Not everyone was pleased with this announcement.
Members of Anarchy Row — a homeless encampment on the outskirts of Tompkins Square Park — have faced a revolving door of removals and arrests as they strove to keep their homes. Johnny Grima showed scrapes and cuts left from his three arrests while Kevin Parker said the stress of the sweeps contributed to him suffering a heart attack, and now with their tents gone they have insufficient means to keep them comfortable. It is due to this they say they are skeptical of being able to garner trust.
Grima likewise told amNewYork Metro that he was skeptical of the investment and the new beds they will bring. Citing previous experiences, Grima says he wasn’t treated like a human being in previous shelters.
Still, his view on the city’s help would change if the aid turns out to be genuinely helpful and supportive.
“You know, you’re treated like you have no rights, the staff talk down to you. If they would change their policy to include your own bathroom and kitchen area and you could sign a lease so you have tenant rights and they can’t discharge you, then I would consider it,” Grima said.
Shams DaBaron, also known as the Homeless Hero, has likewise experienced homelessness since he was a child, going from foster care to the streets of New York. Recently he has been working with Adams by giving his input on the crisis. He now applauds the mayor for this investment.
“I was that person that you see in the street and subway. I had nowhere to go. I did seek help. But help for me was hard to find. I saw myself descend further into a place of disconnect. I felt the so-called system had failed me in their duty to protect and care for me as a child and it created problems for me as I grew up into adulthood. I grew to distrust the system. Like so many of my peers do. Yet today I am proud to say, it ain’t gonna be like that no more. Not for me and not for my brothers and sisters who are living on the streets,” DaBaron said.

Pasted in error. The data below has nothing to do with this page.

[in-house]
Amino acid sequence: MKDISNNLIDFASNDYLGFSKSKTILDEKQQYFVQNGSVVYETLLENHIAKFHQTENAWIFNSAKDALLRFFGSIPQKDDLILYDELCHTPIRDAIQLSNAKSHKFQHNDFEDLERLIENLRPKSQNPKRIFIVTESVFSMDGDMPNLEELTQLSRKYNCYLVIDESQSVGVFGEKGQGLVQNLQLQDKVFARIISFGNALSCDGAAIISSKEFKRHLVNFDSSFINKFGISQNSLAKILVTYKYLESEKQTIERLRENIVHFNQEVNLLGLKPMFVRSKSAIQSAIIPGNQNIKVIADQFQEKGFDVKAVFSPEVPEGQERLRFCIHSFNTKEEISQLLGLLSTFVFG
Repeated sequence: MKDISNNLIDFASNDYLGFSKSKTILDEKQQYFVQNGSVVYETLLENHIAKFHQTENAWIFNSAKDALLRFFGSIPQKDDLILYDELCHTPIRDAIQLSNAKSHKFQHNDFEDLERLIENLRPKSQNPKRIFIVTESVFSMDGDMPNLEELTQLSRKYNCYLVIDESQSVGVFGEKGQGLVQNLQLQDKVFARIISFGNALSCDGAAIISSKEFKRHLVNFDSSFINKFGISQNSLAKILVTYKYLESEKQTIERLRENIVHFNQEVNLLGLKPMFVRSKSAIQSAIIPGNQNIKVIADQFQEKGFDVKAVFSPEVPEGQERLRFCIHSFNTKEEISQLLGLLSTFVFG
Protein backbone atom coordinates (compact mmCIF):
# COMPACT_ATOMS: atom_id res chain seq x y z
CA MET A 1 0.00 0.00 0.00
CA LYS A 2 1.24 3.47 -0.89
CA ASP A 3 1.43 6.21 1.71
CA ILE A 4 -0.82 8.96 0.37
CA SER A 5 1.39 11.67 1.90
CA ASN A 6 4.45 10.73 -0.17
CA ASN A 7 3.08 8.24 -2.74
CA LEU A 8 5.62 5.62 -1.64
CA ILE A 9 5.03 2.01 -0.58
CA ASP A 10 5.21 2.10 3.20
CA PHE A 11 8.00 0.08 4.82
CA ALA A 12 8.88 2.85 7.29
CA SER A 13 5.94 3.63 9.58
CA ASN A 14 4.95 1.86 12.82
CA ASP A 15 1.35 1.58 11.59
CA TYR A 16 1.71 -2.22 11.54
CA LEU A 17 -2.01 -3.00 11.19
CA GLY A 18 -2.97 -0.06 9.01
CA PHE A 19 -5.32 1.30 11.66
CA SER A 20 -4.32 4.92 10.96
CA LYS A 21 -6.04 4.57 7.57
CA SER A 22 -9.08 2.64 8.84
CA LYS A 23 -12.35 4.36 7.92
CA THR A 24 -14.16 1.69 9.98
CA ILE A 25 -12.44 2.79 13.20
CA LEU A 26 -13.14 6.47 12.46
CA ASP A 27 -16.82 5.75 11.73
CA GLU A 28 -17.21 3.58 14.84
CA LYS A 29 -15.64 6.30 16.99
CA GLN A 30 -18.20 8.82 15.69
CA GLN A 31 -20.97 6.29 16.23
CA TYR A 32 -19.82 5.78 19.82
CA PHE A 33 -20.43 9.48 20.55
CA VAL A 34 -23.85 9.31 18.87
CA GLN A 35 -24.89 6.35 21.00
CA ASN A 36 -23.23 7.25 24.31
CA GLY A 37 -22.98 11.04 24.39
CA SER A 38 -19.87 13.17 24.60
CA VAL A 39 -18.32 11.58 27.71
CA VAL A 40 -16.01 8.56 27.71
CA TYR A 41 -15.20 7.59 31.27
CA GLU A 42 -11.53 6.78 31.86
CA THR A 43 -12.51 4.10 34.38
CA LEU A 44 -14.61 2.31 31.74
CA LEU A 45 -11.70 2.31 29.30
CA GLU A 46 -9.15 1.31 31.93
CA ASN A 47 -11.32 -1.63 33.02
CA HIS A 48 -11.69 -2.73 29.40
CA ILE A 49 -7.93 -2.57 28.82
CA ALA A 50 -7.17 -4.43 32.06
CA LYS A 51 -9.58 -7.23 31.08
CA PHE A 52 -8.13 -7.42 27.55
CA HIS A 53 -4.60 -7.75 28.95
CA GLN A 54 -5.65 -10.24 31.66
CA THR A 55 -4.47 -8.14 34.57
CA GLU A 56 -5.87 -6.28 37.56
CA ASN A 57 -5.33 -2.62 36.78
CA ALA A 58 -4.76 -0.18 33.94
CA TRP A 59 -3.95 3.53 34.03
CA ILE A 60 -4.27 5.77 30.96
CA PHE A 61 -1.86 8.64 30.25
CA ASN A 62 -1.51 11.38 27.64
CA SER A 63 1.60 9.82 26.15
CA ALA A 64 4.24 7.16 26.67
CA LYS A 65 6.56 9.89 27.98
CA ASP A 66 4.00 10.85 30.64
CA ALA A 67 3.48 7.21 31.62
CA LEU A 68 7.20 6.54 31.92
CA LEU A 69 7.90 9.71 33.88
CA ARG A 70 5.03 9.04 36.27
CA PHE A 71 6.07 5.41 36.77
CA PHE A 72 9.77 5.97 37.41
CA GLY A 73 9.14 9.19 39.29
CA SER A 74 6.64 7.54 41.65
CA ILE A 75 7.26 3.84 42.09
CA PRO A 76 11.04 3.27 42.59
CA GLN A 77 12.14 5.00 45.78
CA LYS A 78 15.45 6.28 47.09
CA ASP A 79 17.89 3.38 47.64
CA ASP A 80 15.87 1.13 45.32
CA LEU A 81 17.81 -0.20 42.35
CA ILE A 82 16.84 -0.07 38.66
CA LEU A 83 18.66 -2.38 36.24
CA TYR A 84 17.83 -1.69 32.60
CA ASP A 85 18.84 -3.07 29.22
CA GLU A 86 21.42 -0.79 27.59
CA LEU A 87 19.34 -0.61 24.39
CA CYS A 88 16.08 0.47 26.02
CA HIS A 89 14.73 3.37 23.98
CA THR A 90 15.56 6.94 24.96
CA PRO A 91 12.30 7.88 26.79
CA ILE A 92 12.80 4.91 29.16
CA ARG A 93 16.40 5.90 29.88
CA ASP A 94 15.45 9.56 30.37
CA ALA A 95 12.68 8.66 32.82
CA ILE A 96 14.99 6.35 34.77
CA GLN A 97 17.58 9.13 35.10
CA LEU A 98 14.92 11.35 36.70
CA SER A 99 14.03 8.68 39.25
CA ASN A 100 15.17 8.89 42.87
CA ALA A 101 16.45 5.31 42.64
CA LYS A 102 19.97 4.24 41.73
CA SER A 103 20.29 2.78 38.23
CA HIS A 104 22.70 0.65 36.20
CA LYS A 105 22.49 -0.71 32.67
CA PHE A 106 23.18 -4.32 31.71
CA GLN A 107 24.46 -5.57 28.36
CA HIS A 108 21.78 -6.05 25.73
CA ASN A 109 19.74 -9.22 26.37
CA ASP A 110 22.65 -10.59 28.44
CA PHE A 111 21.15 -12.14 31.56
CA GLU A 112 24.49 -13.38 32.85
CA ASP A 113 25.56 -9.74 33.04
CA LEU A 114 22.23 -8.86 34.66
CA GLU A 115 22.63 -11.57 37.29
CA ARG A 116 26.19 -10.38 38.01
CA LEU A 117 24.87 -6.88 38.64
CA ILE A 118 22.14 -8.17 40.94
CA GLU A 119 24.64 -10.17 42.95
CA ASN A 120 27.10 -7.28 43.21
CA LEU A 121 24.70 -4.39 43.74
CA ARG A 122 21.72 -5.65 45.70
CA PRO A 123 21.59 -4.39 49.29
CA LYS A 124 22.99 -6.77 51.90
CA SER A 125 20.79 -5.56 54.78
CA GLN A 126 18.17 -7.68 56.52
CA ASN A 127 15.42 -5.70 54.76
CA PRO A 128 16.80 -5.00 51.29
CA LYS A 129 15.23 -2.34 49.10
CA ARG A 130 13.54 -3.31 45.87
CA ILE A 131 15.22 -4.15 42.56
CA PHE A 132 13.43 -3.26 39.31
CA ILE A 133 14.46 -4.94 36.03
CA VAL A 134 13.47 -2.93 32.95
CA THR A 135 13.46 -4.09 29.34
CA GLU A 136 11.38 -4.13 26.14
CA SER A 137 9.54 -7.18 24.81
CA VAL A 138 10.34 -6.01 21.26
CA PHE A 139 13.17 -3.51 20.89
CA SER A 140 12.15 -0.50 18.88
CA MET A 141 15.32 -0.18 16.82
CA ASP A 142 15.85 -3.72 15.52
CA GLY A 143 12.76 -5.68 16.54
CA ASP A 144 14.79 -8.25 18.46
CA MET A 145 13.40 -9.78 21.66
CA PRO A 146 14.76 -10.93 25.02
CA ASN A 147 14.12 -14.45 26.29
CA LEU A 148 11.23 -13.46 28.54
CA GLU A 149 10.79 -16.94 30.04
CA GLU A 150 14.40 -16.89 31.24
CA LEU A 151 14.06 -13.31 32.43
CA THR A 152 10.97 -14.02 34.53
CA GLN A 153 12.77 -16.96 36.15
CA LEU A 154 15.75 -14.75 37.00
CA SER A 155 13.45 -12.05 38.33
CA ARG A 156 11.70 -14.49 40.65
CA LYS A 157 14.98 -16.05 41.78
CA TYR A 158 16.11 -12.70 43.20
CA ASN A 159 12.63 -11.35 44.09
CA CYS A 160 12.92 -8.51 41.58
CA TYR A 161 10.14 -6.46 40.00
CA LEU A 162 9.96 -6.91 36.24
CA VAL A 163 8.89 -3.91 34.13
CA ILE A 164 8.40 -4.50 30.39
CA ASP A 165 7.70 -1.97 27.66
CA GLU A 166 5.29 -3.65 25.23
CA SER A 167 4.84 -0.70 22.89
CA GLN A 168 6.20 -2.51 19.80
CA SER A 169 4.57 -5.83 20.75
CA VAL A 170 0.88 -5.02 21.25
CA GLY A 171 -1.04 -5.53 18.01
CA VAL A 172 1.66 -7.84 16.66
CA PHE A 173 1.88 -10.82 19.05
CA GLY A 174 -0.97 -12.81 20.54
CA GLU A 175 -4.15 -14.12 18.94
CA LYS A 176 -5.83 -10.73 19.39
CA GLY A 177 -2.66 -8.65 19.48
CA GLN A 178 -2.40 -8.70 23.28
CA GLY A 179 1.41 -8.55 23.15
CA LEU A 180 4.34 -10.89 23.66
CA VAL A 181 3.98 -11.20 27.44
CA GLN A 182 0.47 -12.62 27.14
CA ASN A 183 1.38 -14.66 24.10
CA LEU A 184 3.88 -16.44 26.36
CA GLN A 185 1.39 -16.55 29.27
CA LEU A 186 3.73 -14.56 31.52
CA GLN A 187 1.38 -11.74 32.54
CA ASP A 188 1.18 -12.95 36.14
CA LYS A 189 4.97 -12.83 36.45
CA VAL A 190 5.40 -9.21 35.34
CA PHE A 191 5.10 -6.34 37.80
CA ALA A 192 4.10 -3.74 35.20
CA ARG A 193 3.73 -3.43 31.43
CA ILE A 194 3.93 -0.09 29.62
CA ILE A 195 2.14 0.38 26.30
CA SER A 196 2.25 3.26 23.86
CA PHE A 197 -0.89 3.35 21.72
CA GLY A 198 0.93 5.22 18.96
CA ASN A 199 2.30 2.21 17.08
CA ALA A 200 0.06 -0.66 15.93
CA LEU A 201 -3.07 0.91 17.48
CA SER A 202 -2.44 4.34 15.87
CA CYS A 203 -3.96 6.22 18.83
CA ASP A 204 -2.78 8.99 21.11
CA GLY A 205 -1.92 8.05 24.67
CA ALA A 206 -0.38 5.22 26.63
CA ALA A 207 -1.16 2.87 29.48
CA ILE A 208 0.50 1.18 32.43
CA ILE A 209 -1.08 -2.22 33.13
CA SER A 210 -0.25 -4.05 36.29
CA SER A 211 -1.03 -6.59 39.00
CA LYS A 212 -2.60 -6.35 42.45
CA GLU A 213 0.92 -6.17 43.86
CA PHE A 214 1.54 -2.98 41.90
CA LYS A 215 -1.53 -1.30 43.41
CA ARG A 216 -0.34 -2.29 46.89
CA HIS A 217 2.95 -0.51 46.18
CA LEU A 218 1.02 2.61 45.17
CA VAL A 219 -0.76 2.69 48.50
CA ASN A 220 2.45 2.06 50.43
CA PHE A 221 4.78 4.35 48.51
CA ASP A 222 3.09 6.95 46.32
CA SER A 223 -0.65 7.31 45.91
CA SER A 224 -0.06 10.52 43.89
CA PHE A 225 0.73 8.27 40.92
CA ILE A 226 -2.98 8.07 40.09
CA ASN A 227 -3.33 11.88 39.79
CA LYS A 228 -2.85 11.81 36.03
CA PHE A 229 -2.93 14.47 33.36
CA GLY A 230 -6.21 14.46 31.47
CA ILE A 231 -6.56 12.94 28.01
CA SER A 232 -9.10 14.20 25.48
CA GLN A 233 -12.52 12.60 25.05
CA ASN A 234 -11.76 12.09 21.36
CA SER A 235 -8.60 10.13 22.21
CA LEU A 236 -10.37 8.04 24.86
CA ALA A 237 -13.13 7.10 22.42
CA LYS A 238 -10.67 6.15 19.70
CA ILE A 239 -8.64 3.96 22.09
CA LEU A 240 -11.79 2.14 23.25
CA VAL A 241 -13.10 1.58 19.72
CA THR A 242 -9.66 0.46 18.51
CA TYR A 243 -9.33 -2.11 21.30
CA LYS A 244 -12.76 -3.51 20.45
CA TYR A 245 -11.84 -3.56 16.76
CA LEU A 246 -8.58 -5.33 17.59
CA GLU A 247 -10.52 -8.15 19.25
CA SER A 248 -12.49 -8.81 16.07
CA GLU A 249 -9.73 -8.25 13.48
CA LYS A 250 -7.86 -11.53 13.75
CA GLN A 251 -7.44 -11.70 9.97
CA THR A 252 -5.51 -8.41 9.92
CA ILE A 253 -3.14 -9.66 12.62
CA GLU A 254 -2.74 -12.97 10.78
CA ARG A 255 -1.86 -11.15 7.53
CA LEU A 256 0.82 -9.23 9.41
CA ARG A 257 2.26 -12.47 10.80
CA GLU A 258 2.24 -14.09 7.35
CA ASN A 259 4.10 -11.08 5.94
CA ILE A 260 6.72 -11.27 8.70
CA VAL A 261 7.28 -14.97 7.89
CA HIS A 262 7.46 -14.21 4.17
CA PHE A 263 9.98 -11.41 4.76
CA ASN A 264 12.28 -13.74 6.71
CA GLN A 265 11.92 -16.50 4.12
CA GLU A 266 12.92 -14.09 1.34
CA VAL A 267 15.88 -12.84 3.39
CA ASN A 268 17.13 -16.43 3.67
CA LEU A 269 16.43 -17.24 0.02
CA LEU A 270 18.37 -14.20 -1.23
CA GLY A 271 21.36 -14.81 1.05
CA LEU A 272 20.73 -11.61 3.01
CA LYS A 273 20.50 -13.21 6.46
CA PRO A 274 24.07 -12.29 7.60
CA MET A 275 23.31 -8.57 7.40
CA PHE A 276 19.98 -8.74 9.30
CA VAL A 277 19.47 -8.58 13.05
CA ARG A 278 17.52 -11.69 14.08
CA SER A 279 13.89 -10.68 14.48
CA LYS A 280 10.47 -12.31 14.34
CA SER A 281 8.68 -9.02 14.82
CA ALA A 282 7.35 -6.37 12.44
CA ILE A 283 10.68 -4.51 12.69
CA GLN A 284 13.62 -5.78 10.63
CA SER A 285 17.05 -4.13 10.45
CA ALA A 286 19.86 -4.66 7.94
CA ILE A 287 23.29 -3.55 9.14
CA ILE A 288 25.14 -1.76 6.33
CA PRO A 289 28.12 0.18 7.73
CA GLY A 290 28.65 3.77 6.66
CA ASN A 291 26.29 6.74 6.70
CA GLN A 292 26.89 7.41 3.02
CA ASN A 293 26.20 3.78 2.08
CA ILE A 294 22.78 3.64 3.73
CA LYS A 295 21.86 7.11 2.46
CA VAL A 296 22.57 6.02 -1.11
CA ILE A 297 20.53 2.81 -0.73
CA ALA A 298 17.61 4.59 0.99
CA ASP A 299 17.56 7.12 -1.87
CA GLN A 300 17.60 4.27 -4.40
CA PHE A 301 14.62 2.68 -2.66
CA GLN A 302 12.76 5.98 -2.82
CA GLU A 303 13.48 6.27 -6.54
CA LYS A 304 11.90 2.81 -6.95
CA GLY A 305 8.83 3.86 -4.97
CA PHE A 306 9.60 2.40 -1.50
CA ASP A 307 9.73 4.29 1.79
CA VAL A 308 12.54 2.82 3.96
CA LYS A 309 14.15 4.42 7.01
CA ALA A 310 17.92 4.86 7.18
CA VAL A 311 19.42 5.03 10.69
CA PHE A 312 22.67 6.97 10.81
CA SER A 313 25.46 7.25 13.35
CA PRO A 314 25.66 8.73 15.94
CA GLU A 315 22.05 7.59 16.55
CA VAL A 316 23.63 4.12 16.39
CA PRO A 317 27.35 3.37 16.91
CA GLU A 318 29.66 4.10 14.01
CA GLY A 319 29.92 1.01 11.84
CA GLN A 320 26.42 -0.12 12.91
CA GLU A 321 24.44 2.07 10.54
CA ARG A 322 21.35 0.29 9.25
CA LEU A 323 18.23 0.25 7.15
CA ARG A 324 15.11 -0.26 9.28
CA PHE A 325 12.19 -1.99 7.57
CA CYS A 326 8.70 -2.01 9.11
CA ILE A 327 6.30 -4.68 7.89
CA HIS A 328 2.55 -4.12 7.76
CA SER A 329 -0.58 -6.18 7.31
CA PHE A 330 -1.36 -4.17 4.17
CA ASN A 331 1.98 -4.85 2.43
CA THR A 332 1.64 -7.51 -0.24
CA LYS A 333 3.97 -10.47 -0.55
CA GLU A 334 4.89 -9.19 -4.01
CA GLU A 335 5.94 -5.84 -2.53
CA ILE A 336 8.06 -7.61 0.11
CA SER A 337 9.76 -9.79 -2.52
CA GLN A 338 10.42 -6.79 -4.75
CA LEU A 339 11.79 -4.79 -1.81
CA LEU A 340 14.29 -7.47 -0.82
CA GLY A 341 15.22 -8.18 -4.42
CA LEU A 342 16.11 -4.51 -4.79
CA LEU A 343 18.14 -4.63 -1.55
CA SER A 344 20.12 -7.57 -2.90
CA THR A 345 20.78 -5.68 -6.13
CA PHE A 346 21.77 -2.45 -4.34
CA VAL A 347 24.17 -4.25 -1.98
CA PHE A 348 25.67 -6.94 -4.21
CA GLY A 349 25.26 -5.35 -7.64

“I’m not fighting for my brothers and sisters to be on the streets, to be on the subways or to be in encampments. I’m fighting for them to be treated with dignity, respect, care and compassion. I’m fighting to get them housed but on that journey to housing they’ll have a better option than those congregate settings,” DaBaron added, sharing that there will be workers that unhoused individuals can engage with who will help provide safe haven and stabilization, as well as medical and mental health services through the mayor’s initiatives.
DaBaron believes that with the funding the mayor is putting toward creating more beds and resources, better opportunities and change will come especially with support from all levels of state and federal government.